A resource for consumers, locksmiths, and security professionals
A resource for consumers, locksmiths, and security professionals
Most of us have heard of the term Forensics used in crime labs, but how does that relate to the term used in locksmithing? Forensic locksmithing is similar in nature in that it uses scientific methods to study and dissect a locking system instead of a human body. It is defined as the systematic examination of locks and other security devices or associated equipment using scientific methods to determine if and how the device was opened, neutralized or bypassed. This includes the use of various types of forensic techniques like microscopic examination, photography and microphotography, physical disassembly of a device and sometimes laboratory techniques such as metallurgy and tool mark identification says Don Shiles, Former President of the International Association of Investigative locksmiths.
A forensic locksmith is expected to have extensive knowledge of locks, safes and key systems and a general knowledge of crime scene investigations. They are also responsible for photographing, collecting evidence and preserving it. In some instances, they are called as a witness to provide expert testimony in a court of law and required to turn in investigative reports to support those cases.
In the 1970’s, Art Paholke of the Chicago Police Department was working in a crime lab. He started to research various methods of attacks on locks, safes, and keys. He would examine each situation to determine what had changed and the evidence it could provide including wear on the cylinder and how it relates to the marks left by the criminals. Many modern techniques used by forensic locksmiths today are credited to the research and innovations of Art Paholke to this day.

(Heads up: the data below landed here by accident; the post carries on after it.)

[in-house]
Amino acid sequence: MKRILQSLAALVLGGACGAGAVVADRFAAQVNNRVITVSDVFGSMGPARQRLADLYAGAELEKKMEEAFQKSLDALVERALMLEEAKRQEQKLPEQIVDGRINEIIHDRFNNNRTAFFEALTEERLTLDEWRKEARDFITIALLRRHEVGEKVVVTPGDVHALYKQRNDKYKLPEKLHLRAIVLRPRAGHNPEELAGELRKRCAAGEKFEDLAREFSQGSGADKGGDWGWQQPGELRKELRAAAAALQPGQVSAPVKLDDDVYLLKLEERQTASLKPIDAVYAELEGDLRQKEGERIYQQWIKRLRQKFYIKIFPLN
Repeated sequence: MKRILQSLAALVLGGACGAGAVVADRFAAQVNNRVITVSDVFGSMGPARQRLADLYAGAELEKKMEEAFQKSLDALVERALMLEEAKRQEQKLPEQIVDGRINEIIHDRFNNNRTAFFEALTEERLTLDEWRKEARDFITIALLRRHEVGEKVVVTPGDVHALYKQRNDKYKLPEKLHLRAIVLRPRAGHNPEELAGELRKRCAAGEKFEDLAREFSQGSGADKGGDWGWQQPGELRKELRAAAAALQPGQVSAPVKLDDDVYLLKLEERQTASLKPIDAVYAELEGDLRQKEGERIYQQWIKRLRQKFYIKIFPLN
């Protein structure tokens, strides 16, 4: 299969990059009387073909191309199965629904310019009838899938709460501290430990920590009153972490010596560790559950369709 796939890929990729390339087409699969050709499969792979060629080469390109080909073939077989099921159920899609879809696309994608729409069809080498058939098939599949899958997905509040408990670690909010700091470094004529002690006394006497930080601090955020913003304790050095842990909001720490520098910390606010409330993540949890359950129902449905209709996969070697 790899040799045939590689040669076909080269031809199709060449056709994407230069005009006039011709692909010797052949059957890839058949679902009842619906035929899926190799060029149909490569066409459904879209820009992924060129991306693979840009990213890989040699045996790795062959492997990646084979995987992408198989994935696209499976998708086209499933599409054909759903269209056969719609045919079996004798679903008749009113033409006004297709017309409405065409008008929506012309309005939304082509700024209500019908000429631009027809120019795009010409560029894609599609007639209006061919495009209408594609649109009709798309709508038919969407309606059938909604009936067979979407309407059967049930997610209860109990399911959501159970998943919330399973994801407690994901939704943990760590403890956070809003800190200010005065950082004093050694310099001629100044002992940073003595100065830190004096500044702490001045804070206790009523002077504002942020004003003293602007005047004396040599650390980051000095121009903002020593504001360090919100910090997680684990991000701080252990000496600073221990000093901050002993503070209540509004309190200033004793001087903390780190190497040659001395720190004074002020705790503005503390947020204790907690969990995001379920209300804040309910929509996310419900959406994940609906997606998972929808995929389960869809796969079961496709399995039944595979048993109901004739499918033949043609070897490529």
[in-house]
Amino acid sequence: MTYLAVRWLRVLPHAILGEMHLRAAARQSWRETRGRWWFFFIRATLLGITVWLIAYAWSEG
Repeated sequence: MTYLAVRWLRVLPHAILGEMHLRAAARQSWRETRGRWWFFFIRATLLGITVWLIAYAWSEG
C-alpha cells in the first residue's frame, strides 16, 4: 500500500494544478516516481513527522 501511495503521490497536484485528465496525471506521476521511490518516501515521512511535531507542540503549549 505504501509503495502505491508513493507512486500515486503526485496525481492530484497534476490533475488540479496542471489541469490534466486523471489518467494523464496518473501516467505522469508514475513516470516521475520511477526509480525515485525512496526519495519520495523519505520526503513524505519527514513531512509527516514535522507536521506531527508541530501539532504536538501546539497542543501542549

Forensic locksmithing is still a relatively new field in the world of locksmithing. This unique expertise combines the experience of a locksmith with that of an investigator. A forensic locksmith is called upon to aid law enforcement agencies, government agencies and private companies in determining how a criminal gained entry to a building, a safe or another security system. The forensic locksmith does not solve criminal cases. They can identify the method of entry, the tools used to gain entry, the areas of weakness in the security system and the skill level of the perpetrators.
They collect the evidence needed to identify suspects and provide investigative reports and information for insurance claims. They only provide facts, evidence and insight that may help to solve a case. This type of locksmith is now commonly used by large corporations and institutions to evaluate the security levels of a facility. Many forensic locksmiths also specialize in safe locksmithing. They often provide routine security maintenance for larger entities and perform penetration testing and security research for locking and safe systems.
Forensic locksmiths identify three methods of entry: destructive, covert and surreptitious. The type of evidence left behind assists them in determining which method of entry was used by an intruder.